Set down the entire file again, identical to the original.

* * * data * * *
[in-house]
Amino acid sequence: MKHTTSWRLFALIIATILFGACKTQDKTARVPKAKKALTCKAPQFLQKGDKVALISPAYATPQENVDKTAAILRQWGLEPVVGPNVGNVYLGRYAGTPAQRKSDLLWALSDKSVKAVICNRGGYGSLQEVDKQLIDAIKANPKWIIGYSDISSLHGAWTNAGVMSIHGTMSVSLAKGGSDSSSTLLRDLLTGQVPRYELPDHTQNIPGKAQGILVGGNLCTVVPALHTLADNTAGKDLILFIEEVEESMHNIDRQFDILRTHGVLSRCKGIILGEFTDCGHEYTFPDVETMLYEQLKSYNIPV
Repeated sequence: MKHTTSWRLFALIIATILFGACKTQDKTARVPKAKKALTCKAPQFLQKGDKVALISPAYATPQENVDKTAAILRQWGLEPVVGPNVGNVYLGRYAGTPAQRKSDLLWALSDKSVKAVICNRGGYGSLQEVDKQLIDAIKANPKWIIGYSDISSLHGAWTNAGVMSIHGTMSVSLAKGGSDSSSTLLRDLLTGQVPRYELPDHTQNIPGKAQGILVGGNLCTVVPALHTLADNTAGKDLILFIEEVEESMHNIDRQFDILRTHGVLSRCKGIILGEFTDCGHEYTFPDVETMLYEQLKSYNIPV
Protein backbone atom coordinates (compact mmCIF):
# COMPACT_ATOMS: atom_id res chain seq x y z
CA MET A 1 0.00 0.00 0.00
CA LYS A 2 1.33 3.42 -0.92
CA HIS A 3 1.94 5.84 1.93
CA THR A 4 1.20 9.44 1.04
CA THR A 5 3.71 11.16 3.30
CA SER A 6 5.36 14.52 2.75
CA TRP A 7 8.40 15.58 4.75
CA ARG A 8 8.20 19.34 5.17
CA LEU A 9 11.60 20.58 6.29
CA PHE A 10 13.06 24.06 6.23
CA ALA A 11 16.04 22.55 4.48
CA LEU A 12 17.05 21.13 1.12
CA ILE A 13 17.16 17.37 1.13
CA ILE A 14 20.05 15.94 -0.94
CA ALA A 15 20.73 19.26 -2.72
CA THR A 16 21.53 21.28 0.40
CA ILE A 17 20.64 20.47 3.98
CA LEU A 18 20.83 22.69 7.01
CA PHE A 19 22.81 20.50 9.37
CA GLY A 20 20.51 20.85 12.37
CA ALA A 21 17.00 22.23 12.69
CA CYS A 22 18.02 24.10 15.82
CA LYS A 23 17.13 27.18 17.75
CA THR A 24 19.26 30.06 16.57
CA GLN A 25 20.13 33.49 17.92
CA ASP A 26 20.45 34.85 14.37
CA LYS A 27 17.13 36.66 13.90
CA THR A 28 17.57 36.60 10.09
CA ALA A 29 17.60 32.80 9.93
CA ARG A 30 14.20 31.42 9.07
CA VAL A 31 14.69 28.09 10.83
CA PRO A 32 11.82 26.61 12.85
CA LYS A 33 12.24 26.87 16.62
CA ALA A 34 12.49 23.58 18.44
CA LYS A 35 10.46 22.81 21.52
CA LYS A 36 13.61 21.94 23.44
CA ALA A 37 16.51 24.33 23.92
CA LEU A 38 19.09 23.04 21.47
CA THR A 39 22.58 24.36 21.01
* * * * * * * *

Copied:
[in-house]
Amino acid sequence: MKHTTSWRLFALIIATILFGACKTQDKTARVPKAKKALTCKAPQFLQKGDKVALISPAYATPQENVDKTAAILRQWGLEPVVGPNVGNVYLGRYAGTPAQRKSDLLWALSDKSVKAVICNRGGYGSLQEVDKQLIDAIKANPKWIIGYSDISSLHGAWTNAGVMSIHGTMSVSLAKGGSDSSSTLLRDLLTGQVPRYELPDHTQNIPGKAQGILVGGNLCTVVPALHTLADNTAGKDLILFIEEVEESMHNIDRQFDILRTHGVLSRCKGIILGEFTDCGHEYTFPDVETMLYEQLKSYNIPV
Repeated sequence: MKHTTSWRLFALIIATILFGACKTQDKTARVPKAKKALTCKAPQFLQKGDKVALISPAYATPQENVDKTAAILRQWGLEPVVGPNVGNVYLGRYAGTPAQRKSDLLWALSDKSVKAVICNRGGYGSLQEVDKQLIDAIKANPKWIIGYSDISSLHGAWTNAGVMSIHGTMSVSLAKGGSDSSSTLLRDLLTGQVPRYELPDHTQNIPGKAQGILVGGNLCTVVPALHTLADNTAGKDLILFIEEVEESMHNIDRQFDILRTHGVLSRCKGIILGEFTDCGHEYTFPDVETMLYEQLKSYNIPV
Protein backbone atom coordinates (compact mmCIF):
# COMPACT_ATOMS: atom_id res chain seq x y z
CA MET A 1 0.00 0.00 0.00
CA LYS A 2 1.33 3.42 -0.92
CA HIS A 3 1.94 5.84 1.93
CA THR A 4 1.20 9.44 1.04
CA THR A 5 3.71 11.16 3.30
CA SER A 6 5.36 14.52 2.75
CA TRP A 7 8.40 15.58 4.75
CA ARG A 8 8.20 19.34 5.17
CA LEU A 9 11.60 20.58 6.29
CA PHE A 10 13.06 24.06 6.23
CA ALA A 11 16.04 22.55 4.48
CA LEU A 12 17.05 21.13 1.12
CA ILE A 13 17.16 17.37 1.13
CA ILE A 14 20.05 15.94 -0.94
CA ALA A 15 20.73 19.26 -2.72
CA THR A 16 21.53 21.28 0.40
CA ILE A 17 20.64 20.47 3.98
CA LEU A 18 20.83 22.69 7.01
CA PHE A 19 22.81 20.50 9.37
CA GLY A 20 20.51 20.85 12.37
CA ALA A 21 17.00 22.23 12.69
CA CYS A 22 18.02 24.10 15.82
CA LYS A 23 17.13 27.18 17.75
CA THR A 24 19.26 30.06 16.57
CA GLN A 25 20.13 33.49 17.92
CA ASP A 26 20.45 34.85 14.37
CA LYS A 27 17.13 36.66 13.90
CA THR A 28 17.57 36.60 10.09
CA ALA A 29 17.60 32.80 9.93
CA ARG A 30 14.20 31.42 9.07
CA VAL A 31 14.69 28.09 10.83
CA PRO A 32 11.82 26.61 12.85
CA LYS A 33 12.24 26.87 16.62
CA ALA A 34 12.49 23.58 18.44
CA LYS A 35 10.46 22.81 21.52
CA LYS A 36 13.61 21.94 23.44
CA ALA A 37 16.51 24.33 23.92
CA LEU A 38 19.09 23.04 21.47
CA THR A 39 22.58 24.36 21.01